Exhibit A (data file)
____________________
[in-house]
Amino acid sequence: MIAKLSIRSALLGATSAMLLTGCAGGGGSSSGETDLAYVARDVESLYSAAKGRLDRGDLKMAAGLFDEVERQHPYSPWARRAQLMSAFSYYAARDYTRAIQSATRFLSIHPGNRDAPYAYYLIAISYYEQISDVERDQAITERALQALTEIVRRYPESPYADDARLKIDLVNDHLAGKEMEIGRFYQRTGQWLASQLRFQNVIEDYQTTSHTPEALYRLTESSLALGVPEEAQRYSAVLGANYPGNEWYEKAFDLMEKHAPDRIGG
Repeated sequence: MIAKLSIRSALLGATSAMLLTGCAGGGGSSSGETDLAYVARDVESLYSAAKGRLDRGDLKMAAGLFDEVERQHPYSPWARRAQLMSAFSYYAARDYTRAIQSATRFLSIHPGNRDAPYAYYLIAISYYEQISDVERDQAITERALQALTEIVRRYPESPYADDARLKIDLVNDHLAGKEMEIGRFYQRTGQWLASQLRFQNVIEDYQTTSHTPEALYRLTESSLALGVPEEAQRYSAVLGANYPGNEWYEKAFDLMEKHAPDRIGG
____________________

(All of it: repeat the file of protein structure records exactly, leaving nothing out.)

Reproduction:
[in-house]
Amino acid sequence: MIAKLSIRSALLGATSAMLLTGCAGGGGSSSGETDLAYVARDVESLYSAAKGRLDRGDLKMAAGLFDEVERQHPYSPWARRAQLMSAFSYYAARDYTRAIQSATRFLSIHPGNRDAPYAYYLIAISYYEQISDVERDQAITERALQALTEIVRRYPESPYADDARLKIDLVNDHLAGKEMEIGRFYQRTGQWLASQLRFQNVIEDYQTTSHTPEALYRLTESSLALGVPEEAQRYSAVLGANYPGNEWYEKAFDLMEKHAPDRIGG
Repeated sequence: MIAKLSIRSALLGATSAMLLTGCAGGGGSSSGETDLAYVARDVESLYSAAKGRLDRGDLKMAAGLFDEVERQHPYSPWARRAQLMSAFSYYAARDYTRAIQSATRFLSIHPGNRDAPYAYYLIAISYYEQISDVERDQAITERALQALTEIVRRYPESPYADDARLKIDLVNDHLAGKEMEIGRFYQRTGQWLASQLRFQNVIEDYQTTSHTPEALYRLTESSLALGVPEEAQRYSAVLGANYPGNEWYEKAFDLMEKHAPDRIGG